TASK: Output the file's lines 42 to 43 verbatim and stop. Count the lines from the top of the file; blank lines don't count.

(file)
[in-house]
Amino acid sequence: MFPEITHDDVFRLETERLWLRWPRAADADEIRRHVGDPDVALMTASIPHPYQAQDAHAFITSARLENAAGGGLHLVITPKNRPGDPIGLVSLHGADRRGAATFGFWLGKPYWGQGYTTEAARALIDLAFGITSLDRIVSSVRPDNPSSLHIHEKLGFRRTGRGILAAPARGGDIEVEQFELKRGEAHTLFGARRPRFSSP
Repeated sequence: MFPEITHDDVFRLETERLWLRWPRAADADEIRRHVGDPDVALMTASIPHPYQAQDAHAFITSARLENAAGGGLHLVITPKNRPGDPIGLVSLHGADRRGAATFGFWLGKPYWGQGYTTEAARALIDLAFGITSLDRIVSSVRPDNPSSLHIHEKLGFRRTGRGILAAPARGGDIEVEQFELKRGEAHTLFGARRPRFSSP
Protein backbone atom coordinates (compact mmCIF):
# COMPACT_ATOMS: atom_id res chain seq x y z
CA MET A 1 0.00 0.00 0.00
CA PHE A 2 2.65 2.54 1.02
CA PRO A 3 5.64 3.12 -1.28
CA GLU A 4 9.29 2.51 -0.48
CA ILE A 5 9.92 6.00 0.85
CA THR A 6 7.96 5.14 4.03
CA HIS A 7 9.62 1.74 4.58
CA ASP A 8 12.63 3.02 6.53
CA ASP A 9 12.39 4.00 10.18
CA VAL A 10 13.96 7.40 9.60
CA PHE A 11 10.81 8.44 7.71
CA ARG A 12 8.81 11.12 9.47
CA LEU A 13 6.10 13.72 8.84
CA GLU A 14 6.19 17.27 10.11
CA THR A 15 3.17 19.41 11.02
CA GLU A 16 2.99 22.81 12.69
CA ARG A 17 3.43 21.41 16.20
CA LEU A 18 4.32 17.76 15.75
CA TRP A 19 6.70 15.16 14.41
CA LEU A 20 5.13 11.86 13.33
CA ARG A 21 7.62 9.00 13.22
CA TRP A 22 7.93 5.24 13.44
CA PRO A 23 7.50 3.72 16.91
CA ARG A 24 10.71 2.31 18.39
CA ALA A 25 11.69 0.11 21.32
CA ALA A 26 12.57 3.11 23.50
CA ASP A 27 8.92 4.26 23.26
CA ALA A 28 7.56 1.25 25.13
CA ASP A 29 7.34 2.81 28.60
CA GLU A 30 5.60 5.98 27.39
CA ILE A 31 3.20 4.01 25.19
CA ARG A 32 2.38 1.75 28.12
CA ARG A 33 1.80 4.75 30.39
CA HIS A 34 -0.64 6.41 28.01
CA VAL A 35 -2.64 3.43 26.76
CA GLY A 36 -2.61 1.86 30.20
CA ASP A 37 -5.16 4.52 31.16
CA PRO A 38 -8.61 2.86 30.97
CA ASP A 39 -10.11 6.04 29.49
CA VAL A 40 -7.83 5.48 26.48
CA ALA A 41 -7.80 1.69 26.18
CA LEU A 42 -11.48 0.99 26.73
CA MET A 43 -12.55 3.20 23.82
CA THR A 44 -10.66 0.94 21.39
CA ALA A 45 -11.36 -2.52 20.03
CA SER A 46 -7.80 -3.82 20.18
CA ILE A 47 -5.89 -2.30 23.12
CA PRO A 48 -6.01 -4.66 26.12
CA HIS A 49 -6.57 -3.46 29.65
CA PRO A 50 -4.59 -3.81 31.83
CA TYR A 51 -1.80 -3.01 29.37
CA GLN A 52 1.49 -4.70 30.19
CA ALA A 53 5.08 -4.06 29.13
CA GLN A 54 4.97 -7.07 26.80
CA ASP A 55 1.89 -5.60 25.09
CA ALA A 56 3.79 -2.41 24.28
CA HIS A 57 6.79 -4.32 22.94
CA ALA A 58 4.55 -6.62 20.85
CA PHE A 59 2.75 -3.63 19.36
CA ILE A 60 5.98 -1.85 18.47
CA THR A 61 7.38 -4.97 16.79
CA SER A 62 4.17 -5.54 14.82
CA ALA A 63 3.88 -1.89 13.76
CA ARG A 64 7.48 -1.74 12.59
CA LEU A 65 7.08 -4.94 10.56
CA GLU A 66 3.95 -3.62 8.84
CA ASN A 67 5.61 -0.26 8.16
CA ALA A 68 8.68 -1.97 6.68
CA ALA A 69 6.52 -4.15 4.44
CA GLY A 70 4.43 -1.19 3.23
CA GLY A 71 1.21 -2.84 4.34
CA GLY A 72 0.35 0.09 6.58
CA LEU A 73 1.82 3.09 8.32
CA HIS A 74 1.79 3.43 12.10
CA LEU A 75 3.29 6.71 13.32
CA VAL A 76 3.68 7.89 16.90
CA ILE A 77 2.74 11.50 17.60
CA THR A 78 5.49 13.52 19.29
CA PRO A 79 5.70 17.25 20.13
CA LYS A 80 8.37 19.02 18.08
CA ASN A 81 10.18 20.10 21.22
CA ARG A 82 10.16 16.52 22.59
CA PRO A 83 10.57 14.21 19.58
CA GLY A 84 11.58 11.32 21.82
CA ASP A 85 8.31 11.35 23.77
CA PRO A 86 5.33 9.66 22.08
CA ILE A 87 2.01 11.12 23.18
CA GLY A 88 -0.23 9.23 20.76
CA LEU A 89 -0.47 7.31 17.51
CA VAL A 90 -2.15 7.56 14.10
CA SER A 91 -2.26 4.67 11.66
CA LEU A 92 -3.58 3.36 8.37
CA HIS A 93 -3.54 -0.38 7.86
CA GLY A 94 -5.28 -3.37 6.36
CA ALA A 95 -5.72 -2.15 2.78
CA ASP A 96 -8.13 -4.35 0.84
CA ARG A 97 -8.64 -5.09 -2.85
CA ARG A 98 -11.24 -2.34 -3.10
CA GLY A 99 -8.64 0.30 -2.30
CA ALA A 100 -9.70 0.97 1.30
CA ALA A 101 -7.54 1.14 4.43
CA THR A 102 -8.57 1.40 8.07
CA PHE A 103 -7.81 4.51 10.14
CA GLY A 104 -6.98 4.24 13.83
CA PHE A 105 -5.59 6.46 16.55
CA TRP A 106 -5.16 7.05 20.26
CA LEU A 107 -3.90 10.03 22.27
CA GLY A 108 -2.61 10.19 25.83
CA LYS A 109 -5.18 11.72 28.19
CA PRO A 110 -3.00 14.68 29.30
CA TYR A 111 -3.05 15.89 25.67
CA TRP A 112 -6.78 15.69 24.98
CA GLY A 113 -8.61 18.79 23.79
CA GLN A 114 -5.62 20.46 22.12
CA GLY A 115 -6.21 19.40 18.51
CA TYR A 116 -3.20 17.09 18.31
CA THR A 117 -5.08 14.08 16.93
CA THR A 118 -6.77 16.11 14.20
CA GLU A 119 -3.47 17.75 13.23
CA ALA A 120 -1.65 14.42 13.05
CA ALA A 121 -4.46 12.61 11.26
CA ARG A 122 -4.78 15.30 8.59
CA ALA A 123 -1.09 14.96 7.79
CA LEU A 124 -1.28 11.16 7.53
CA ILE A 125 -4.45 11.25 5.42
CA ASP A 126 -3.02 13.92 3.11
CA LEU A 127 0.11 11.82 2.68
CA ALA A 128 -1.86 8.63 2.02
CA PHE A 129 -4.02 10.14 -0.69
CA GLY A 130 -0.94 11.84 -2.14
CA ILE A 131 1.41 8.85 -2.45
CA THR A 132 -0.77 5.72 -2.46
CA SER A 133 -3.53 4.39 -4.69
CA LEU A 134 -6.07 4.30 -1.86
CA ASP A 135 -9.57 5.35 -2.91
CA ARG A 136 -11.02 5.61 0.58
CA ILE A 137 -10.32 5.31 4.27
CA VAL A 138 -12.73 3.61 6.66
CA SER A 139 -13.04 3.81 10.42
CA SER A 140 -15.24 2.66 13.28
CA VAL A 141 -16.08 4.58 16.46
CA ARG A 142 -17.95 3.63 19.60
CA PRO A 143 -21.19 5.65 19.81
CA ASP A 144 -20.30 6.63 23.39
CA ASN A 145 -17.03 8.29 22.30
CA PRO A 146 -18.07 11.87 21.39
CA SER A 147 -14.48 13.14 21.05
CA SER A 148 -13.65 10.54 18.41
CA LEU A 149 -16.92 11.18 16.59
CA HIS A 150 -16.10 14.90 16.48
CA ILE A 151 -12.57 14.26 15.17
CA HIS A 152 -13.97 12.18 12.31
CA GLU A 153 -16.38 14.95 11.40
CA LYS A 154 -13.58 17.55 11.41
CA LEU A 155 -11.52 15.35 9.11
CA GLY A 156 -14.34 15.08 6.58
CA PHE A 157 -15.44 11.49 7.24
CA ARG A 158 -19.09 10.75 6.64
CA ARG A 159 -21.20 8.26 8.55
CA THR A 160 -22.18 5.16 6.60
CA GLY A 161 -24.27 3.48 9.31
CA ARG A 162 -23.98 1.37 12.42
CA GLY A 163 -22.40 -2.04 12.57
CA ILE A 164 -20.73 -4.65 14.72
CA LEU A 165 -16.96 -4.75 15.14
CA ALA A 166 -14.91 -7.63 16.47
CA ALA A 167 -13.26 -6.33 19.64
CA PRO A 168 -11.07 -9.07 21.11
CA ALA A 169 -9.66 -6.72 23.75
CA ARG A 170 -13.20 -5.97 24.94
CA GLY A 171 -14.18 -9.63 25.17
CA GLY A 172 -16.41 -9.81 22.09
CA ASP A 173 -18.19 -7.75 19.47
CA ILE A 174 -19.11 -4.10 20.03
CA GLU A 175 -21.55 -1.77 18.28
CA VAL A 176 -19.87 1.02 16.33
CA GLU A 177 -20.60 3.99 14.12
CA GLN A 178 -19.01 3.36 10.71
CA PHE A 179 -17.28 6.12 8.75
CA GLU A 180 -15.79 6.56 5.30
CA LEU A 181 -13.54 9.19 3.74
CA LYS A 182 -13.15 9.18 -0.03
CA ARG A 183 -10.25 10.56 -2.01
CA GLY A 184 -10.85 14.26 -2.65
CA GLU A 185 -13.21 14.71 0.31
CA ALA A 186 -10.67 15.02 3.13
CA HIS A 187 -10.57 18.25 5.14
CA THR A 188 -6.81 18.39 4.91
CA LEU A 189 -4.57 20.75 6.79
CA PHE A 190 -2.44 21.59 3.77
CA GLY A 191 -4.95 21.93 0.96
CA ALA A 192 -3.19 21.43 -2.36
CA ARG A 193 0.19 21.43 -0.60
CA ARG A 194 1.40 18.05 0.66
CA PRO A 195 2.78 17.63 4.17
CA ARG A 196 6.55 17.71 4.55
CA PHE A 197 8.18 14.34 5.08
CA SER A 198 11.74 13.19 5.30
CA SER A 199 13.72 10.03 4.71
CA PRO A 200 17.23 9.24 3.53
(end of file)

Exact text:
CA ASP A 37 -5.16 4.52 31.16
CA PRO A 38 -8.61 2.86 30.97